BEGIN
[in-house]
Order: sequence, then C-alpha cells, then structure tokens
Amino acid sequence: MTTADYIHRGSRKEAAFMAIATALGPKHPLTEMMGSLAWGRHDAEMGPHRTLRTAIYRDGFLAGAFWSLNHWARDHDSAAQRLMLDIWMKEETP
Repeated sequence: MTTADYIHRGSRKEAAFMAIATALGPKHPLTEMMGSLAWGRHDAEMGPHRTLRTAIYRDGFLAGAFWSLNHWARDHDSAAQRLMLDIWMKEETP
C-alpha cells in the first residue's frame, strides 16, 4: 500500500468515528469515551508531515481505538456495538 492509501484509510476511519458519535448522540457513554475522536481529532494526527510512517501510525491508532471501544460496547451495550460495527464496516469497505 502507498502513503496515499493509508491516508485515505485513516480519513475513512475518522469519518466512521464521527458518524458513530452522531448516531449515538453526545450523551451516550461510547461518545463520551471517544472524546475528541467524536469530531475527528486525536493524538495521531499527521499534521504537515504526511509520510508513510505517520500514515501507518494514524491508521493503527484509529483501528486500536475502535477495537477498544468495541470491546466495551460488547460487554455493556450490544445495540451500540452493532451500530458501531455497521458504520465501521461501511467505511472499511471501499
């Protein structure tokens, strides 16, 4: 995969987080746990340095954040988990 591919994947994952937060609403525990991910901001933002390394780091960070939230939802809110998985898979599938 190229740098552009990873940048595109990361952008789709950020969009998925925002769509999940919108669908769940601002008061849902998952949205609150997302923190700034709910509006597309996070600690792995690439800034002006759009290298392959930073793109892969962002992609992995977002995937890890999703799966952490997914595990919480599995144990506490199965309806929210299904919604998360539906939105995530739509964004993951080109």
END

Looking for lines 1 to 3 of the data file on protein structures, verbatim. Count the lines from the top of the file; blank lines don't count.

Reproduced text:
[in-house]
Order: sequence, then C-alpha cells, then structure tokens
Amino acid sequence: MTTADYIHRGSRKEAAFMAIATALGPKHPLTEMMGSLAWGRHDAEMGPHRTLRTAIYRDGFLAGAFWSLNHWARDHDSAAQRLMLDIWMKEETP